Keywords: renewable energy,variability,energy mix,system cost,mean-variance
    Date: 2021
  16. By: Claude Crampes (TSE - Toulouse School of Economics - UT1 - Université Toulouse 1 Capitole - Université Fédérale Toulouse Midi-Pyrénées - EHESS - École des hautes études en sciences sociales - CNRS - Centre National de la Recherche Scientifique - INRAE - Institut National de Recherche pour l’Agriculture, l’Alimentation et l’Environnement); Yassine Lefouili (TSE - Toulouse School of Economics - UT1 - Université Toulouse 1 Capitole - Université Fédérale Toulouse Midi-Pyrénées - EHESS - École des hautes études en sciences sociales - CNRS - Centre National de la Recherche Scientifique - INRAE - Institut National de Recherche pour l’Agriculture, l’Alimentation et l’Environnement)
    Abstract: This paper investigates the trade-offs associated with the digitalization of the energy sector. Arguing that digitalization has both bright and dark sides, we study the extent to which it can help make energy systems efficient and sustainable. We first discuss how digitalization affects the responsiveness of demand, and explore its implications for spot pricing, load shedding, and priority service. In particular, we highlight the conditions under which digital technologies that allow demand to be more responsive to supply are likely to be used. We then turn to the way digitalization can contribute to the decarbonization of the energy sector, and discuss the promises and limitations of artificial intelligence in this area. Finally, we contend that policymakers should pay special attention to the privacy concerns raised by the digitalization of the energy sector and the cyberattacks that it enables.
    Keywords: Digitalisation,Dynamic pricing,Electricity,Artificial Intelligence
    Date: 2021–09
  17. By: Knut Are Aastveit; Jamie L. Cross; Herman K. van Dijk
    Abstract: We propose a novel and numerically efficient quantification approach to forecast uncertainty of the real price of oil using a combination of probabilistic individual model forecasts. Our combination method extends earlier approaches that have been applied to oil price forecasting, by allowing for sequentially updating of time-varying combination weights, estimation of time-varying forecast biases and facets of miscalibration of individual forecast densities and time-varying inter-dependencies among models. To illustrate the usefulness of the method, we present an extensive set of empirical results about time-varying forecast uncertainty and risk for the real price of oil over the period 1974-2018. We show that the combination approach systematically outperforms commonly used benchmark models and combination approaches, both in terms of point and density forecasts. The dynamic patterns of the estimated individual model weights are highly time-varying, reflecting a large time variation in the relative performance of the various individual models. The combination approach has built-in diagnostic information measures about forecast inaccuracy and/or model set incompleteness, which provide clear signals of model incompleteness during three crisis periods. To highlight that our approach also can be useful for policy analysis, we present a basic analysis of profit-loss and hedging against price risk.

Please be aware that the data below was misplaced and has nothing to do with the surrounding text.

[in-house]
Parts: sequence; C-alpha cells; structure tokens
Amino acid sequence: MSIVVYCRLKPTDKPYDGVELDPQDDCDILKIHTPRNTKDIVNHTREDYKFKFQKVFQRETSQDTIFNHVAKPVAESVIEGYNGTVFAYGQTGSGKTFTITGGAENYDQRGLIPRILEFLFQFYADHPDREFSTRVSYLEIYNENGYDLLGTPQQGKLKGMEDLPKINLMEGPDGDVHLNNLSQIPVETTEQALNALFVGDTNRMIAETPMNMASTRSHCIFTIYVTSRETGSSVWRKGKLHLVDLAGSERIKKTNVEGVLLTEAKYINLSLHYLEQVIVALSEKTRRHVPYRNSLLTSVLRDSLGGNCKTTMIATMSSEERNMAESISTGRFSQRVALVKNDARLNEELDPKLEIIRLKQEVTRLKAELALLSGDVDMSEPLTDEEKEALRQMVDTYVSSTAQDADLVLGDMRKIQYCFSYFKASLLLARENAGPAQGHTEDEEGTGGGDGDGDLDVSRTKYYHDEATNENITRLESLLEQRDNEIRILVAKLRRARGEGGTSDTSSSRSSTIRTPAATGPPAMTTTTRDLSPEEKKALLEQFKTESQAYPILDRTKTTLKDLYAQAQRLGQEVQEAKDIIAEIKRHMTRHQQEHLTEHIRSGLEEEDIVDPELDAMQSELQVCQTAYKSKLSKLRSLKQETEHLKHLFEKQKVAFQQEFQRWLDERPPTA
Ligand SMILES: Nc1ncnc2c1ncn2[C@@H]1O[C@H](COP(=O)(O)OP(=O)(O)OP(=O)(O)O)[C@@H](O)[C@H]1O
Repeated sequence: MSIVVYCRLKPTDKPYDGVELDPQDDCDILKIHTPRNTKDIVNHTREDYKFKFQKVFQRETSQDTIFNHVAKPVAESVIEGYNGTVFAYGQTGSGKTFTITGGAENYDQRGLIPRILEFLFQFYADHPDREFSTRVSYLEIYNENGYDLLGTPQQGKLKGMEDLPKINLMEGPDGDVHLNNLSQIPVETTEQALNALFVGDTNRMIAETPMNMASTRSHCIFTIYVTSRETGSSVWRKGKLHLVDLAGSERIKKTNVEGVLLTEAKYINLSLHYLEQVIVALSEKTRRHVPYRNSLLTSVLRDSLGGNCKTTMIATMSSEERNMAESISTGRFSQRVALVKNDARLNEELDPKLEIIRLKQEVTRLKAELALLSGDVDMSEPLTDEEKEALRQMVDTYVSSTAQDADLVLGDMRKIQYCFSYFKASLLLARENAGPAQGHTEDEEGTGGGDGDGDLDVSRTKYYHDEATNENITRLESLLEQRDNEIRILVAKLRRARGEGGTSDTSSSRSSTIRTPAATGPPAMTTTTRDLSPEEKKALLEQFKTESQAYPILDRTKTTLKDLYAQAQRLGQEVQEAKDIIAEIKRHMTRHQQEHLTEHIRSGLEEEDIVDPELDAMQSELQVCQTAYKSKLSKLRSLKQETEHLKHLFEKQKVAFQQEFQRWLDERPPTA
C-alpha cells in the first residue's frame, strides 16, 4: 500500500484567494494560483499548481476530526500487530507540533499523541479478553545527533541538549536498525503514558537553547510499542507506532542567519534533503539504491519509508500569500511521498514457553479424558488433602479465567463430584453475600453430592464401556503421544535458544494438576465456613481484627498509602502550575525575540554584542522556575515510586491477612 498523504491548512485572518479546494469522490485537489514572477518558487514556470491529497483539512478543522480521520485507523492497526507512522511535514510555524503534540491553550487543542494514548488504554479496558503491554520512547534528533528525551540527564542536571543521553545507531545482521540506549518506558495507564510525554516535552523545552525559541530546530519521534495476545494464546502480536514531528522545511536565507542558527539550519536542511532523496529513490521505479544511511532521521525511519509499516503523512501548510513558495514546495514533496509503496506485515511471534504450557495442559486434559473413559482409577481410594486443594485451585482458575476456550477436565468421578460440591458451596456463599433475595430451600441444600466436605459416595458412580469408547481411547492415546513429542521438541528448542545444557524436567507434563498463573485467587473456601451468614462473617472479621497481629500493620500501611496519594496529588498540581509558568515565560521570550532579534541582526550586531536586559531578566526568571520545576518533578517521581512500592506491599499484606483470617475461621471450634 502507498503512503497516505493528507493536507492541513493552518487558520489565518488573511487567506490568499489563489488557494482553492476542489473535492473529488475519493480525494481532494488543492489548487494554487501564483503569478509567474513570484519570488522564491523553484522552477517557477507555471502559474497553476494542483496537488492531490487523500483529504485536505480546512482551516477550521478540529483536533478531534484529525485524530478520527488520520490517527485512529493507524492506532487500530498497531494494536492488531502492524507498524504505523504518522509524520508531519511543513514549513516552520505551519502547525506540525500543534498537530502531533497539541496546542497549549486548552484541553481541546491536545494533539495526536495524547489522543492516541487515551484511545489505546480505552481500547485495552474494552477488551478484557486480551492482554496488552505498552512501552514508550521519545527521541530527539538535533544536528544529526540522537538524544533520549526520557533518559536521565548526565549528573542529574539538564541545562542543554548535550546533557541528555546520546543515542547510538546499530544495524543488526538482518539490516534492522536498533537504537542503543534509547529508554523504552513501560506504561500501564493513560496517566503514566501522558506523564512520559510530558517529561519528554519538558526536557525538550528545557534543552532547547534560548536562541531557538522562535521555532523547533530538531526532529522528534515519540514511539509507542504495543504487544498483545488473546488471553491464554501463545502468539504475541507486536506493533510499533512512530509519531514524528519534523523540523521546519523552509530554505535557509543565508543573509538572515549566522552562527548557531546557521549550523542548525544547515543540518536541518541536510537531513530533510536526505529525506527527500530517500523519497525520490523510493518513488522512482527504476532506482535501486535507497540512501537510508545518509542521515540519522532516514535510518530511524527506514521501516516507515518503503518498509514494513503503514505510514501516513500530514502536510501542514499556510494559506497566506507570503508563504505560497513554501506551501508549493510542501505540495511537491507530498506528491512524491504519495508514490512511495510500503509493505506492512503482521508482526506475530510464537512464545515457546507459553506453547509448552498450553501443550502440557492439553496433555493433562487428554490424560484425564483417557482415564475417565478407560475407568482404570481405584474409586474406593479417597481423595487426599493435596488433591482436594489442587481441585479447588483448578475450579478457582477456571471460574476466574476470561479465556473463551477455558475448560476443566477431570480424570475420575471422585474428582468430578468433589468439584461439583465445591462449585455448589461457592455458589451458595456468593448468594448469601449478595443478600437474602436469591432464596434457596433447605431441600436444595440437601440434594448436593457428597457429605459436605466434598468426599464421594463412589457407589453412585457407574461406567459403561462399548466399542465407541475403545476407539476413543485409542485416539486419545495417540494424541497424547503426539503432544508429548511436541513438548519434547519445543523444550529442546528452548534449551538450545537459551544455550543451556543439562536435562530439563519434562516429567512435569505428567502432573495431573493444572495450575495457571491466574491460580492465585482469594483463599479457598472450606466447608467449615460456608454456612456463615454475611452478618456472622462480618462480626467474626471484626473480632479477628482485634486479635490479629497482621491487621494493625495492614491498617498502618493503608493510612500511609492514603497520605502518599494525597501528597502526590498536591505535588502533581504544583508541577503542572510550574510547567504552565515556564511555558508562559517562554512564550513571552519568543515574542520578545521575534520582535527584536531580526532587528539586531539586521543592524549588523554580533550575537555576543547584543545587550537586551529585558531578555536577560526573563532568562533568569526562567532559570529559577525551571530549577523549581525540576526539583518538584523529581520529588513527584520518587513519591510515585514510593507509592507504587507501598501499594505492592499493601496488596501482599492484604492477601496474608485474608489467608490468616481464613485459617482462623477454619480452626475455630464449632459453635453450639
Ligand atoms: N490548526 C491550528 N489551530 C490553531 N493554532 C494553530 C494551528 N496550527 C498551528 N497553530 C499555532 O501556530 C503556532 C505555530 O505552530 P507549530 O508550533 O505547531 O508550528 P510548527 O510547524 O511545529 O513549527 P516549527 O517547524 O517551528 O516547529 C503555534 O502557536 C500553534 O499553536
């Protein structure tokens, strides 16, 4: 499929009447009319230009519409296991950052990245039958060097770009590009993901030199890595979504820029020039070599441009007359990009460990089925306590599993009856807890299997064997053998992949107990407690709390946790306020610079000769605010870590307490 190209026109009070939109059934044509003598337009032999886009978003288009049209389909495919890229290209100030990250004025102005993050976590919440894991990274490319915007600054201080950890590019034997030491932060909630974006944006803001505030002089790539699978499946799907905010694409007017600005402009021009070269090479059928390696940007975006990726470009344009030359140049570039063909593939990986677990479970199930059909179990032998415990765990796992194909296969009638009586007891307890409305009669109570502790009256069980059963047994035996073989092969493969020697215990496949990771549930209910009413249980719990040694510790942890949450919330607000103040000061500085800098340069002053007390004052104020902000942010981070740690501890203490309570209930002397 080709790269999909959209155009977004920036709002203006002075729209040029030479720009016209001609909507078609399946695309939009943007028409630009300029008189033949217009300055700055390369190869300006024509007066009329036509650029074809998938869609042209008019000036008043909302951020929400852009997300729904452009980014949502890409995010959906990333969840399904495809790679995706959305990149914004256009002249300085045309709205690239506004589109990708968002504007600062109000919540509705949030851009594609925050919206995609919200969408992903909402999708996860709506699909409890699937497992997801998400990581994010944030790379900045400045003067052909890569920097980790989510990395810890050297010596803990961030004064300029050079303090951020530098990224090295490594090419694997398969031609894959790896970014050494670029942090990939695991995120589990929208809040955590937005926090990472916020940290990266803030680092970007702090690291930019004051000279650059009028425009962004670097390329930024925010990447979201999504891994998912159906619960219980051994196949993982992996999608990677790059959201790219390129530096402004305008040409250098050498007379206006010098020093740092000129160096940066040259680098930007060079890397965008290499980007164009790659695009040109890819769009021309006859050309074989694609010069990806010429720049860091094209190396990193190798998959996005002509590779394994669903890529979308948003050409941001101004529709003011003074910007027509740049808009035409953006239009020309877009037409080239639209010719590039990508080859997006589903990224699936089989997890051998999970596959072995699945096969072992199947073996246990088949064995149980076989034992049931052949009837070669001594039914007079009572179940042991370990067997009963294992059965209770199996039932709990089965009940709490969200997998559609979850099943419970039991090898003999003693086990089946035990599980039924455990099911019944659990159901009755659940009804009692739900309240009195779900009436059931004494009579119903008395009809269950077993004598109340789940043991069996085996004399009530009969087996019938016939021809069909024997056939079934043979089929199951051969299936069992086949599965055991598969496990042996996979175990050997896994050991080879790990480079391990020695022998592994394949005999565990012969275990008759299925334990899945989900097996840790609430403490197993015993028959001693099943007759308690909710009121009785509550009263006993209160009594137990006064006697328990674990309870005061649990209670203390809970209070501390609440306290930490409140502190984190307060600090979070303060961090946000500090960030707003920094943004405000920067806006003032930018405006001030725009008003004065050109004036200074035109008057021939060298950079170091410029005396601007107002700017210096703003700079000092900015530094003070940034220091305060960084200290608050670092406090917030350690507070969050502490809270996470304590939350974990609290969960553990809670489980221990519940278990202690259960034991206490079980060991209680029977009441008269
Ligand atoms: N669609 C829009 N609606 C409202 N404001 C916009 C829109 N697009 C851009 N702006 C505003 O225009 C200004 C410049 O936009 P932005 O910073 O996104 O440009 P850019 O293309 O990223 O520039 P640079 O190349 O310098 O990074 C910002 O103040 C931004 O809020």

Keywords: oil price, forecast density combination, bayesian forecasting, instabilities, model uncertainty
    JEL: C11 C32 C53 Q43 Q47
    Date: 2021–06–01
  18. By: Robert L. Czudaj (Department of Economics, Chemnitz University of Technology)
    Abstract: This paper assesses information contained in the micro dataset of the ECB Survey of Professional Forecasters regarding quarterly Brent crude oil price forecasts. We examine the expectations building mechanism by referring to the processing of information and confirm the presence of information rigidity within the crude oil market. However, our findings also show that simple models of imperfect information considered in the literature are insufficient to explain the behavior of professional forecasters. We provide additional stylized facts which are helpful for designing more elaborate imperfect information models
    Keywords: Crude oil, Disagreement, Expectations, Heterogeneity, Information rigidity, Survey data
    JEL: D83 D84 E44
    Date: 2021–09
  19. By: Brandi, Clara